David Frew, senior programmes manager at the IAB UK and a programmatic specialist, says the decision would be good for existing DSPs in the space. He also says Facebook’s statement highlighting the poor quality of traffic it encountered during its DSP experiments underlines the importance of working with accredited anti-fraud outfits.
“The decision is an interesting one because, despite all the fraud, the quality of Facebook’s data would make it a compelling offering. I doubt the statement is a way of it trying to scare advertisers away from other company’s offerings in the space,” he says.
Fraudulent traffic within the programmatic sector is a fact Facebook must have known when entering its experiments, and Frew thinks the U-turn doesn’t necessarily undermine the value of advertisers investing their media budgets within existing DSPs on the market.
Gavin Stirrat, UK managing director of mobile specialist DSP Voluum, likewise questions Facebook’s explanation. “The thing that’s not 100 per cent clear is whether tests were conducted on desktop or mobile.”
Regardless, multiple companies are providing value to clients in the DSP sector (on desktop and mobile), he says.
Chris Childs, vice-president of sales at TabMo (another mobile specialist outfit offering a DSP) also stresses the importance of differentiating in the space. “It can be hard as those on the buy-side are constantly being asked to cut down on the number of people they work with, and then you basically get into a features war.”
Historically DSPs have been run on a managed service basis. This is basically where the advertiser hands the reins over to the ad tech outfit and says ‘find me an audience’.However, sources consulted in the research of this piece also noted that Facebook may be stalling its DSP decisions by working on a self-service DSP (where users typically log-in and operate the platform themselves) – a model that fits better into its modus operandi.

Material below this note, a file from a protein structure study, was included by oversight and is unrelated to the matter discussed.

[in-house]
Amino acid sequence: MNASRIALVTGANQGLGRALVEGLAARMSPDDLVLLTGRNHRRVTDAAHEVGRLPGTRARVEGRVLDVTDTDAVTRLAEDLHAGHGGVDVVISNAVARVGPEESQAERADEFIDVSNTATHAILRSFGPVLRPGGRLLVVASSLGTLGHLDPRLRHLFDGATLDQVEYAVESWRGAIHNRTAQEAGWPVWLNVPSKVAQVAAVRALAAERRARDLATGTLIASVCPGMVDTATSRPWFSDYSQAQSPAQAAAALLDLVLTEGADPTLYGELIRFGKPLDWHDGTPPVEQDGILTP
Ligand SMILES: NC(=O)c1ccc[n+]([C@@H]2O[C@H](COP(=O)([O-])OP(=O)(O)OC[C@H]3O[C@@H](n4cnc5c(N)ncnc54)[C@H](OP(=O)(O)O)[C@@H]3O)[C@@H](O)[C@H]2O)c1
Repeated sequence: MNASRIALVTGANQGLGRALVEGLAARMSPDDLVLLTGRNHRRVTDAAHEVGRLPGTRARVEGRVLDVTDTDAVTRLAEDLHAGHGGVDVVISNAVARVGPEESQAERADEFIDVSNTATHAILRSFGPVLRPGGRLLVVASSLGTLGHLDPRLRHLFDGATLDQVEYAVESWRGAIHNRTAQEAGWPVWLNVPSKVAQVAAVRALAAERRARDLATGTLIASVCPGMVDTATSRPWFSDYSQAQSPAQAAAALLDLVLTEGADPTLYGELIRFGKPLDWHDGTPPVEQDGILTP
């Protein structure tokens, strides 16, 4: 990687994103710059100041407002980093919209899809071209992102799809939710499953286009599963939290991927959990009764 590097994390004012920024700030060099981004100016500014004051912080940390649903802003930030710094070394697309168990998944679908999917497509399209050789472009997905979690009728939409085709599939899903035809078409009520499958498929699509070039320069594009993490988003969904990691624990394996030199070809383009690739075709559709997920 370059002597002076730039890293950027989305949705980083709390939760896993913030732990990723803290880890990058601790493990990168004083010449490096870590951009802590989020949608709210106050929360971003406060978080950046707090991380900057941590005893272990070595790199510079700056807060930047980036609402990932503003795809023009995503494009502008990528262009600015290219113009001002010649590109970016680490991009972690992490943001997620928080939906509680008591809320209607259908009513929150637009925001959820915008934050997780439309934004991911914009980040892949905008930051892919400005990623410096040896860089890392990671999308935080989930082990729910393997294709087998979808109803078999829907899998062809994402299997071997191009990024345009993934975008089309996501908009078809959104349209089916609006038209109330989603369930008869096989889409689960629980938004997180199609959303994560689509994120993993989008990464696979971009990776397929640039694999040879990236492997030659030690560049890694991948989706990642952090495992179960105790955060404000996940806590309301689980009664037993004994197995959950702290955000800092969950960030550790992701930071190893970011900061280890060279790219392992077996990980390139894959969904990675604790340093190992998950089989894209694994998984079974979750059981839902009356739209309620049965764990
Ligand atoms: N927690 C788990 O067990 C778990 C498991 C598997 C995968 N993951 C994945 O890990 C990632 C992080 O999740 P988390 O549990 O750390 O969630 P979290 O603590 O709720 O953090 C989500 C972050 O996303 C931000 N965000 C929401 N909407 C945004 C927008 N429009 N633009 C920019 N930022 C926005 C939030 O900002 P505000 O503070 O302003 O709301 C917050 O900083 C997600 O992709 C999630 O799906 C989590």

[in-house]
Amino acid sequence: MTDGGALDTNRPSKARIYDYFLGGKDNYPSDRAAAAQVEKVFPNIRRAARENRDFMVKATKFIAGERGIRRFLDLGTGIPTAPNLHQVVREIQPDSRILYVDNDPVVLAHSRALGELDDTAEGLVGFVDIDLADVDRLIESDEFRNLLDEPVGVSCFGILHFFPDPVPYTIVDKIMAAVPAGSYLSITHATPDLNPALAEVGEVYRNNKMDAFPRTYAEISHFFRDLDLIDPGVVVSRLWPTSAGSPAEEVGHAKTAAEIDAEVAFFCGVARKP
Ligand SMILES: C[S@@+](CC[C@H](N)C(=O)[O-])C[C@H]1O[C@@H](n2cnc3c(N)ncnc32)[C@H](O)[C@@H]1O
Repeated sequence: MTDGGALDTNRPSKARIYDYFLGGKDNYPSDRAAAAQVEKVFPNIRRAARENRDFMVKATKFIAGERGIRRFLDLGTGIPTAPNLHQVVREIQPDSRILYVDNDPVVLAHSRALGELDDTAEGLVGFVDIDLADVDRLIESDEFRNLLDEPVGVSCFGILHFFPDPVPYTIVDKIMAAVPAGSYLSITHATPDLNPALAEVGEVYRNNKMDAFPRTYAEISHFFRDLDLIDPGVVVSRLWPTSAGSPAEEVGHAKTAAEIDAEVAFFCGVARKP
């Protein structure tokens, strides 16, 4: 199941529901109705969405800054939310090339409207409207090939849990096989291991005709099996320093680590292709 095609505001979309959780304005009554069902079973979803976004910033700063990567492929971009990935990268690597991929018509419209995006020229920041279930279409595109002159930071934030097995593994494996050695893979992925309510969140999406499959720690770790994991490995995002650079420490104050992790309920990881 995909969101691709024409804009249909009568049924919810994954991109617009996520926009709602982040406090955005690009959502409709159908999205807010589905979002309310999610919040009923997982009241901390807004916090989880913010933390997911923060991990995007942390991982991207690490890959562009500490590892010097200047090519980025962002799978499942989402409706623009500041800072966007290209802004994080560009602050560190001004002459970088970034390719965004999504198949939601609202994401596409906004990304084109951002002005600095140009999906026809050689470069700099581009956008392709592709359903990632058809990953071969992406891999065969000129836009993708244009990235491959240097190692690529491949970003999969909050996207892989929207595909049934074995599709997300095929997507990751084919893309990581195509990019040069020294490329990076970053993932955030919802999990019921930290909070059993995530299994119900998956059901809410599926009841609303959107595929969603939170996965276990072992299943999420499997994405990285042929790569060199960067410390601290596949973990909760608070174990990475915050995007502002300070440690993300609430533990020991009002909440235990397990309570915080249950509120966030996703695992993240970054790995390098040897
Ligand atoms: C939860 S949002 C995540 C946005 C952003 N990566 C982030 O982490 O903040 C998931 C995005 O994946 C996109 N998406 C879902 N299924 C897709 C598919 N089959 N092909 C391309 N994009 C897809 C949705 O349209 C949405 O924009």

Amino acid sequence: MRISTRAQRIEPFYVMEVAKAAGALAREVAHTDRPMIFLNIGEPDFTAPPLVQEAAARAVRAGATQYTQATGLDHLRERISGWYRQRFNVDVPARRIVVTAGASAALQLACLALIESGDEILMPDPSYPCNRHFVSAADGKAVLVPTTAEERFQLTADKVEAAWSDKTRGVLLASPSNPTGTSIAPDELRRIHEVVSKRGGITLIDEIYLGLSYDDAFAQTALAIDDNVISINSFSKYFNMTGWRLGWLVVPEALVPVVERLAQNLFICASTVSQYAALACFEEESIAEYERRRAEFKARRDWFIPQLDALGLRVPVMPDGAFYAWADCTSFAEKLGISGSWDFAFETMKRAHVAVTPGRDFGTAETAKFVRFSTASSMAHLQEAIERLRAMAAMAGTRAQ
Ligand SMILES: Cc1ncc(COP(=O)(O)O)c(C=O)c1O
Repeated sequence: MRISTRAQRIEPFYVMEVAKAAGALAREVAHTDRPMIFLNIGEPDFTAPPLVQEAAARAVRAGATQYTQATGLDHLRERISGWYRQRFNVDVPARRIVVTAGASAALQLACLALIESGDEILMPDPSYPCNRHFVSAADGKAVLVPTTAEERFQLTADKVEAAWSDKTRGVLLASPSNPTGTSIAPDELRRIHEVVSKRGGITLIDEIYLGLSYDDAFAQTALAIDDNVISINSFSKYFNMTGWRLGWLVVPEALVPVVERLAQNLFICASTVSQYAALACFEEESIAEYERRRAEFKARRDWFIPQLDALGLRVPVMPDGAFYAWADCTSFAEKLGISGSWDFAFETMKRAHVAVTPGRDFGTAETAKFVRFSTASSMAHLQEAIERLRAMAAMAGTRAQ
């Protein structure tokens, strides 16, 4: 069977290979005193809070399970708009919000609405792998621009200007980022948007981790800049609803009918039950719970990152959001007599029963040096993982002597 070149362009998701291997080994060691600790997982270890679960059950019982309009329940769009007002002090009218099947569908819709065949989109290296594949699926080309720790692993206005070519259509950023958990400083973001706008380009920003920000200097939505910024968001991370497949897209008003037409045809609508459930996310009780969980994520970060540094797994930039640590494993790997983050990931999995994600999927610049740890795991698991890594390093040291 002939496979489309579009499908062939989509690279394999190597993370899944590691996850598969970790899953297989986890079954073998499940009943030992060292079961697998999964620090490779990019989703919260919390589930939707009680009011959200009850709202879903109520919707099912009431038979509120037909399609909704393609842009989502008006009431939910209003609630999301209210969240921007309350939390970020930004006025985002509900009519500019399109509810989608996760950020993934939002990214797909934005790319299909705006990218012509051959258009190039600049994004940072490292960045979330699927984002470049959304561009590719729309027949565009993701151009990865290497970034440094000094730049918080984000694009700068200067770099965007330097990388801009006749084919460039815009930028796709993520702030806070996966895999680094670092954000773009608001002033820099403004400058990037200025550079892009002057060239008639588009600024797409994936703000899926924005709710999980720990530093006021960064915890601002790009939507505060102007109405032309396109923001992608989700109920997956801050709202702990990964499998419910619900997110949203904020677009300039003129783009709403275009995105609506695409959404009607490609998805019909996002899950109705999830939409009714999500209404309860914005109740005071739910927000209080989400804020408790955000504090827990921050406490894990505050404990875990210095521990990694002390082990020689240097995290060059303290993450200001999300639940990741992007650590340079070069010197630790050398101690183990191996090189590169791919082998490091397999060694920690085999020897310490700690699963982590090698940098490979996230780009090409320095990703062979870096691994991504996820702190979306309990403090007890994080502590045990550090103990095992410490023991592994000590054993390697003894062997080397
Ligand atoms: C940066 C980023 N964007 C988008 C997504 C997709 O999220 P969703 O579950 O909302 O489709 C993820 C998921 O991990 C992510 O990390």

Stirrat underlines the importance of any such DSP having a user-friendly interface given the plethora of ad tech offerings in the market. “Any self-serve DSP needs to be easy to use, have good data and filter out fraud.”
But while Facebook is well noted for protecting its users’ privacy, a self-service DSP could bring vulnerabilities, according to some, by way of companies paying once to open the doors of its ‘walled garden’ and then ‘hacking’ its audience data. In such a scenario they could then track said Facebook users elsewhere, without having to pay the social network again.
Felicity Long, head of digital at Carat, agrees that the decision to shelve any DSP ambitions is likely a strategic play. “With the rise of ad blocking and calls for our industry and our clients to be more responsible in the way we communicate with consumers, it is unsurprising that Facebook has taken a slower, more strategic approach.
“With Google and Apple very focused on protection and adding value to the people using their products, it seems smart for Facebook to focus all of its energy in that area too.”
This article was first pubslihed in The Drum's 6 April issue.